2. Marketplace enrollment in nonexpansion states swelled during the pandemic, boosted by the CARES Act, emergency Special Enrollment Periods in 2020 (SBEs) and 2021 (all states), and the subsidy increases in the American Rescue Plan. From August 2019 to August 2021, enrollment increased by 44% in nonexpansion states and by 26% in all states

  3. In nonexpansion states, per above, more than 40% of enrollees would be in Medicaid if the ACA Medicaid expansion were enacted in all states.

  4. Pandemic relief legislation and administrative action have probably helped hundreds of thousands of people in nonexpansion states climb out of the coverage gap. Measures that helped in this regard include the large supplemental unemployment insurance granted in 2020 by the CARES Act; the provision in the American Rescue Plan deeming anyone who received any unemployment insurance income in 2021 eligible for free benchmark silver coverage; and a rule implemented in May 2021 that stopped the exchanges from seeking income verification from people who claimed an income over 100% FPL (the eligibility threshold) if "trusted sources" indicate that their income is lower.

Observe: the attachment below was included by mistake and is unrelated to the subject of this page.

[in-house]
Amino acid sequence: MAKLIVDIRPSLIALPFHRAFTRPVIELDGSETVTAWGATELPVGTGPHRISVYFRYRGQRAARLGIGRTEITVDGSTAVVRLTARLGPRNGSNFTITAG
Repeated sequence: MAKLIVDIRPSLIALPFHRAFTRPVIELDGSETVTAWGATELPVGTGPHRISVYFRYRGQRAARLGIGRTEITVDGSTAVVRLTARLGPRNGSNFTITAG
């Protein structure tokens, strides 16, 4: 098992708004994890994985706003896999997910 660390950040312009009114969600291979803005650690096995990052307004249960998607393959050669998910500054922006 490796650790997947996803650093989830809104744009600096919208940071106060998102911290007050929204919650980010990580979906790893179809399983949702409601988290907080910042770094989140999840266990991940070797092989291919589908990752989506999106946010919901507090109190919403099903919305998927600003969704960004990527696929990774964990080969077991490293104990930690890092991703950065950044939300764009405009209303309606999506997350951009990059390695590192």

5.  CMS could further shrink the coverage gap (e.g., if Democrats fail to pass legislation to end it, currently incorporated in the Build Back Better bill that's passed the House, albeit only through 2024) by following HealthSherpa in spelling out the minimum income threshold for marketplace subsidy eligibility in the application and shopping tool on

  6. Low income people in nonexpansion states who need health insurance should exploit every legal resource to produce a good-faith income estimate high enough to qualify them for subsidized (i.e., free) coverage.


* Another 2-3% of marketplace enrollees have incomes below 100% FPL -- most of them, again, immigrants subject to Medicaid's 5-year bar (longer in some states). For those who are time-barred from Medicaid, subsidy eligibility in the marketplace begins at 0% FPL. At present, benchmark silver coverage is free to enrollees with incomes up to 150% FPL.